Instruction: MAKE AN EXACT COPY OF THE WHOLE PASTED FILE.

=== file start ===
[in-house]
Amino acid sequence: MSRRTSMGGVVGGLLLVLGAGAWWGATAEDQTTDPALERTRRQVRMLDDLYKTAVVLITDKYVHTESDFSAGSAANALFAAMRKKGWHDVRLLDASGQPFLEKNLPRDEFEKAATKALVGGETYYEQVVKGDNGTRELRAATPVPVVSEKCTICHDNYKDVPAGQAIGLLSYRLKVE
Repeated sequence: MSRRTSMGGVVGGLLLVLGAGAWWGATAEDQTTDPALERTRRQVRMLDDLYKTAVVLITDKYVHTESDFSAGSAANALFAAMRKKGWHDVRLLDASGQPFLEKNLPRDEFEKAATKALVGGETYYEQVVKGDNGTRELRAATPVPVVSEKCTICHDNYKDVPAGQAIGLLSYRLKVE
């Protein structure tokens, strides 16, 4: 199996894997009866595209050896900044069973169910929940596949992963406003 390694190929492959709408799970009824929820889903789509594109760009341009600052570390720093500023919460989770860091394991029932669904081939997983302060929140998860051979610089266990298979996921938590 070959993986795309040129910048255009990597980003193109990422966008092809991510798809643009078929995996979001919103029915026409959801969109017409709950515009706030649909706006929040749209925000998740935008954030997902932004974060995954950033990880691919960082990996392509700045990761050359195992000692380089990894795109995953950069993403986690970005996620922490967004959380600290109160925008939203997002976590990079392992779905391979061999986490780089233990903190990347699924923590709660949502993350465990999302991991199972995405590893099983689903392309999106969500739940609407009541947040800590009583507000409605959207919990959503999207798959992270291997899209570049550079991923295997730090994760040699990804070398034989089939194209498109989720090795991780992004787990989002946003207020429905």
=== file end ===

[in-house]
Amino acid sequence: MSRRTSMGGVVGGLLLVLGAGAWWGATAEDQTTDPALERTRRQVRMLDDLYKTAVVLITDKYVHTESDFSAGSAANALFAAMRKKGWHDVRLLDASGQPFLEKNLPRDEFEKAATKALVGGETYYEQVVKGDNGTRELRAATPVPVVSEKCTICHDNYKDVPAGQAIGLLSYRLKVE
Repeated sequence: MSRRTSMGGVVGGLLLVLGAGAWWGATAEDQTTDPALERTRRQVRMLDDLYKTAVVLITDKYVHTESDFSAGSAANALFAAMRKKGWHDVRLLDASGQPFLEKNLPRDEFEKAATKALVGGETYYEQVVKGDNGTRELRAATPVPVVSEKCTICHDNYKDVPAGQAIGLLSYRLKVE
């Protein structure tokens, strides 16, 4: 199996894997009866595209050896900044069973169910929940596949992963406003 390694190929492959709408799970009824929820889903789509594109760009341009600052570390720093500023919460989770860091394991029932669904081939997983302060929140998860051979610089266990298979996921938590 070959993986795309040129910048255009990597980003193109990422966008092809991510798809643009078929995996979001919103029915026409959801969109017409709950515009706030649909706006929040749209925000998740935008954030997902932004974060995954950033990880691919960082990996392509700045990761050359195992000692380089990894795109995953950069993403986690970005996620922490967004959380600290109160925008939203997002976590990079392992779905391979061999986490780089233990903190990347699924923590709660949502993350465990999302991991199972995405590893099983689903392309999106969500739940609407009541947040800590009583507000409605959207919990959503999207798959992270291997899209570049550079991923295997730090994760040699990804070398034989089939194209498109989720090795991780992004787990989002946003207020429905």